Calling the virus SARS-CoV-2 (rather than treating it like it has a nationality) reminds us that there is scientific knowledge about the virus, that we are not flying blind like the world did in 1918. Also, we are not in the middle of a world war (World War I, the war to end all wars). Governments may have failed to do their job and allowed us get to to this moment without enough hospital beds, masks, ventilators and other safety protection. But we can count on our health workers and scientists to do their jobs and that is good.

We know that it will take many months and that the cost will be enormous both in terms of lives and resources. But we will get there, to scientifically proven therapies and effective vaccines.

Why are we baffled? Because we have never been in this situation before, because we don’t know what is going to happen and because we feel unprotected (and we are).

What are the bright and not so bright points?

We are not in 1918.  It is because of the intensity and speed of international travel that the virus spread so quickly.  Some governments are still opaque and misleading and use propaganda to confuse the people instead of being straight and do what’s best.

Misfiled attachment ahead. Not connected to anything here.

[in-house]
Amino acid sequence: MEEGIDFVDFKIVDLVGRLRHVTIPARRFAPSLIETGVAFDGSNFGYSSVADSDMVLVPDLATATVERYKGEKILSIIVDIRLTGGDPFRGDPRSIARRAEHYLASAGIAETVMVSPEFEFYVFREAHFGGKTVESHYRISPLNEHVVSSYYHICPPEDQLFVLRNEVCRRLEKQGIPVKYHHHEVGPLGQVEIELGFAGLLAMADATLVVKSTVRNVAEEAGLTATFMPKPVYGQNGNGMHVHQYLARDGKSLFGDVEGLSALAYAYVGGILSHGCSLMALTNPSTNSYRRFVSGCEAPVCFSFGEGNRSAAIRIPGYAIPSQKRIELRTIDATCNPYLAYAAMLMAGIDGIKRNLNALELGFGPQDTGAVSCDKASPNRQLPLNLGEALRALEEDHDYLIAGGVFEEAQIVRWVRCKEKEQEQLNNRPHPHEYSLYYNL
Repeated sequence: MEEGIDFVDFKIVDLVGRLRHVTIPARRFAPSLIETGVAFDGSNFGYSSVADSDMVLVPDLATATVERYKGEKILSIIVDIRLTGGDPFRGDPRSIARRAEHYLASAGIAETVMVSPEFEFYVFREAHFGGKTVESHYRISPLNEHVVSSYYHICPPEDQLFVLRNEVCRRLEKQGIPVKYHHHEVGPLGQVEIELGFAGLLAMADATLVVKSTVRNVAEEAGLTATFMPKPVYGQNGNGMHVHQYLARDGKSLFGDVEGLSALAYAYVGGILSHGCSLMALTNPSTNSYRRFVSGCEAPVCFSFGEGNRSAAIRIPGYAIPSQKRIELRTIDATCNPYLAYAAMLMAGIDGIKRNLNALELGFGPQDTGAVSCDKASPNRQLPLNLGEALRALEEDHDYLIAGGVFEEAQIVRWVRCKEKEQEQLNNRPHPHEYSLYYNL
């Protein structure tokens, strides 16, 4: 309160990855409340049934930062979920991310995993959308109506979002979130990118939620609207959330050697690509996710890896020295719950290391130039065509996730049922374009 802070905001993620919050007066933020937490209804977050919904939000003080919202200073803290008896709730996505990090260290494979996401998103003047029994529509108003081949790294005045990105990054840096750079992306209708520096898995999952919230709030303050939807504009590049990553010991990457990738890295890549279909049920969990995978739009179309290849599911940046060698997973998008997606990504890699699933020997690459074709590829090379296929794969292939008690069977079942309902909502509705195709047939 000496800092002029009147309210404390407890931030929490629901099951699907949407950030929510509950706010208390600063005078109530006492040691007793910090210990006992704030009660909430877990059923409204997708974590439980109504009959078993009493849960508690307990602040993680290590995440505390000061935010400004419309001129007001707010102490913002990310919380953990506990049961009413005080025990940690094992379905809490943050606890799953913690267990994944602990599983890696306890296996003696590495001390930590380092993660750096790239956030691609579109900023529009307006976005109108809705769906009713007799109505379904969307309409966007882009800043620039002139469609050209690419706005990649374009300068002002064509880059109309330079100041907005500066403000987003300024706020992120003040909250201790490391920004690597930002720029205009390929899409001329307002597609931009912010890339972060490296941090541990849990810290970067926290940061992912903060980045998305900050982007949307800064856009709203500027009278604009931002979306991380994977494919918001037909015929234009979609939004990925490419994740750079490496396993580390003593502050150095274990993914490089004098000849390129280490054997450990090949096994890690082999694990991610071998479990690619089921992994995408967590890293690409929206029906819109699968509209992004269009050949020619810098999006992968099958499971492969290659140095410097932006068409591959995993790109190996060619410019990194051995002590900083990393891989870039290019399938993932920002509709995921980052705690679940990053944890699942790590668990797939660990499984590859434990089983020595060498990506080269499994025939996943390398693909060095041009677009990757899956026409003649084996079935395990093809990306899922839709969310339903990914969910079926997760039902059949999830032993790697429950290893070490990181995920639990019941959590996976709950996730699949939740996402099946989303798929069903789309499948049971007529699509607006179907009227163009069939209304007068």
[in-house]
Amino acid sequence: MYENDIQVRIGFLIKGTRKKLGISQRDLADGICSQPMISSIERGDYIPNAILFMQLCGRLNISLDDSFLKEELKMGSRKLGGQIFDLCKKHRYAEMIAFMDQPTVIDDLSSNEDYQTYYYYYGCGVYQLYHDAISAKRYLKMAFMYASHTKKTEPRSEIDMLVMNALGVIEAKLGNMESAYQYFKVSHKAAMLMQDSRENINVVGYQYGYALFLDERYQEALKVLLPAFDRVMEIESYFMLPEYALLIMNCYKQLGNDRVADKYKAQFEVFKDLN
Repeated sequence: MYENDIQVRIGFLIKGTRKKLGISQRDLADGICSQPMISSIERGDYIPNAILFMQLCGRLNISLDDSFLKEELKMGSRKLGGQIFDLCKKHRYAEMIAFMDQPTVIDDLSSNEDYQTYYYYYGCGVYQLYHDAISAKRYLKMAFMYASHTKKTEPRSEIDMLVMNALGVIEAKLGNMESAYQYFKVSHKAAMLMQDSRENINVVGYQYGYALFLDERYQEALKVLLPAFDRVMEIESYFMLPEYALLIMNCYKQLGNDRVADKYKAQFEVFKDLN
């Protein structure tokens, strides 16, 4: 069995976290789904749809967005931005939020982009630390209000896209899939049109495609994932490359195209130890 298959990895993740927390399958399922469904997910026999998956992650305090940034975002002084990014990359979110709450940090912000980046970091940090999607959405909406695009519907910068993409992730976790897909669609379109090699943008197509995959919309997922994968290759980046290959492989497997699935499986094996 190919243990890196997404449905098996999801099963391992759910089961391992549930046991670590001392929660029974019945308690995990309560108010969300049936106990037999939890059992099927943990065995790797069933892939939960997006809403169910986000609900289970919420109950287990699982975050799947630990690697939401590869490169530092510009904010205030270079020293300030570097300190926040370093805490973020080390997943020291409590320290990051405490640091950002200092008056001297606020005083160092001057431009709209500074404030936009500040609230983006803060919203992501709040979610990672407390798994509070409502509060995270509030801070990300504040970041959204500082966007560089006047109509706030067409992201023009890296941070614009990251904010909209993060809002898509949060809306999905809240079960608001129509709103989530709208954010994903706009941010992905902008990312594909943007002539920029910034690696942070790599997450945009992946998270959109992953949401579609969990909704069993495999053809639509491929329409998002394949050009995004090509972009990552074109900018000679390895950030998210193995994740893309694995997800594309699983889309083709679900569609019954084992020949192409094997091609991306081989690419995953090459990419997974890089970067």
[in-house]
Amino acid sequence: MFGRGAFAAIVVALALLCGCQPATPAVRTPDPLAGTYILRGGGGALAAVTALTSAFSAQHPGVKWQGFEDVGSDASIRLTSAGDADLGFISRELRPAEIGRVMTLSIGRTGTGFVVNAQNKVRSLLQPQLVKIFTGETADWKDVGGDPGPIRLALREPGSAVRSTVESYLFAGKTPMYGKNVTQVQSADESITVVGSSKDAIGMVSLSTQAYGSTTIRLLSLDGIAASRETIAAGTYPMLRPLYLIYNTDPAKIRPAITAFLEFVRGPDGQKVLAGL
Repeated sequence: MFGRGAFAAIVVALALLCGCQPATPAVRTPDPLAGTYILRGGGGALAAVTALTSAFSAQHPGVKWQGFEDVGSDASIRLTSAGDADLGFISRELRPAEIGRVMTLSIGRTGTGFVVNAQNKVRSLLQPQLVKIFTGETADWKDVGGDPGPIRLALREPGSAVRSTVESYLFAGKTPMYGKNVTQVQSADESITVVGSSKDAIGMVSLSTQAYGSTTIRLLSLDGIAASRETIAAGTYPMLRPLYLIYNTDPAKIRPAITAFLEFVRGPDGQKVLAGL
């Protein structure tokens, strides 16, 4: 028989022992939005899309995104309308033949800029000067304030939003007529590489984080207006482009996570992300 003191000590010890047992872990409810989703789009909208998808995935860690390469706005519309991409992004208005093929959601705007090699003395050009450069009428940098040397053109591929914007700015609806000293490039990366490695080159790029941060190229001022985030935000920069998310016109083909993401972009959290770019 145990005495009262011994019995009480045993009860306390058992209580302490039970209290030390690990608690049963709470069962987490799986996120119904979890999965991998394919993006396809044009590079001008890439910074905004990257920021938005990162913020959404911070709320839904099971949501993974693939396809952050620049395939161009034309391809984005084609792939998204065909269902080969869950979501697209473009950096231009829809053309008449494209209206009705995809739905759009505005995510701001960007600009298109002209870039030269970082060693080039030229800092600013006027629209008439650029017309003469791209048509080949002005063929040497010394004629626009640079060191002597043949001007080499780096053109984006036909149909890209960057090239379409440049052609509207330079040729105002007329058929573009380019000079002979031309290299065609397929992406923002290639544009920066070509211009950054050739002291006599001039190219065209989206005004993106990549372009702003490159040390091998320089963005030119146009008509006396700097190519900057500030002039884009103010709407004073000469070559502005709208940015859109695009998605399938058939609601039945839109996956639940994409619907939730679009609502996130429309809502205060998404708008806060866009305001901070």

But the rest is for the better.

Children seem to be OK. There are some theories about why but they have not been proven yet.

We have the science. Within weeks of the first cases, all scientists in the world had access to the RNA sequence of the virus, allowing scientists to start preparing virus detection assays, looking for old antivirals that may be effective in treating the sick and modifying them chemically to make them even more effective

Scientists started immediately to working on developing a vaccine. Thousands of scientists in dozens of countries are working right now on developing a vaccine.

And, just as important, epidemiologists know what to do, how to gain time while the scientists work on treatment and vaccines.

Prevent people from spreading and catching the virus by improving hygiene and social distancing, slowing down the spread of the virus.  We know that social distancing and quarantine can “flatten the curve” (this already started happening in Italy, where the curve of infection, today, does not look exponential any longer) and even stop the contagion.